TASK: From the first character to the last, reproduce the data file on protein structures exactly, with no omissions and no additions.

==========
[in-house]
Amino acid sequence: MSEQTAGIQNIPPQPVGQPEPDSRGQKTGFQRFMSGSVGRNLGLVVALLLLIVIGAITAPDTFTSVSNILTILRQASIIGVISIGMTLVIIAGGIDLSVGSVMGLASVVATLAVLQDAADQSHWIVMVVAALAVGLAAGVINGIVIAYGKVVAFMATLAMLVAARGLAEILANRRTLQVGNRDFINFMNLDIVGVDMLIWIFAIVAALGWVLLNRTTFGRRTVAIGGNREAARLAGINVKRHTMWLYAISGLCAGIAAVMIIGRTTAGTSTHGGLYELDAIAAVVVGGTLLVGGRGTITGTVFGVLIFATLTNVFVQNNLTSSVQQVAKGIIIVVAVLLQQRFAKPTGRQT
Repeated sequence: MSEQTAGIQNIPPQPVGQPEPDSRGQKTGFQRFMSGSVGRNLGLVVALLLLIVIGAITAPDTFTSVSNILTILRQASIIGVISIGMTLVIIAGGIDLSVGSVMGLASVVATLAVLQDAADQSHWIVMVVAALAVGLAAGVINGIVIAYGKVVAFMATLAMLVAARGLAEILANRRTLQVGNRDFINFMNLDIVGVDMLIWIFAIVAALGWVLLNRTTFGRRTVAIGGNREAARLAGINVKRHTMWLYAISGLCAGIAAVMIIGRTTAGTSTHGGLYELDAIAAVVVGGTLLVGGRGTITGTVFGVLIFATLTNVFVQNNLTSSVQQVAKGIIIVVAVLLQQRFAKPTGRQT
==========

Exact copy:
[in-house]
Amino acid sequence: MSEQTAGIQNIPPQPVGQPEPDSRGQKTGFQRFMSGSVGRNLGLVVALLLLIVIGAITAPDTFTSVSNILTILRQASIIGVISIGMTLVIIAGGIDLSVGSVMGLASVVATLAVLQDAADQSHWIVMVVAALAVGLAAGVINGIVIAYGKVVAFMATLAMLVAARGLAEILANRRTLQVGNRDFINFMNLDIVGVDMLIWIFAIVAALGWVLLNRTTFGRRTVAIGGNREAARLAGINVKRHTMWLYAISGLCAGIAAVMIIGRTTAGTSTHGGLYELDAIAAVVVGGTLLVGGRGTITGTVFGVLIFATLTNVFVQNNLTSSVQQVAKGIIIVVAVLLQQRFAKPTGRQT
Repeated sequence: MSEQTAGIQNIPPQPVGQPEPDSRGQKTGFQRFMSGSVGRNLGLVVALLLLIVIGAITAPDTFTSVSNILTILRQASIIGVISIGMTLVIIAGGIDLSVGSVMGLASVVATLAVLQDAADQSHWIVMVVAALAVGLAAGVINGIVIAYGKVVAFMATLAMLVAARGLAEILANRRTLQVGNRDFINFMNLDIVGVDMLIWIFAIVAALGWVLLNRTTFGRRTVAIGGNREAARLAGINVKRHTMWLYAISGLCAGIAAVMIIGRTTAGTSTHGGLYELDAIAAVVVGGTLLVGGRGTITGTVFGVLIFATLTNVFVQNNLTSSVQQVAKGIIIVVAVLLQQRFAKPTGRQT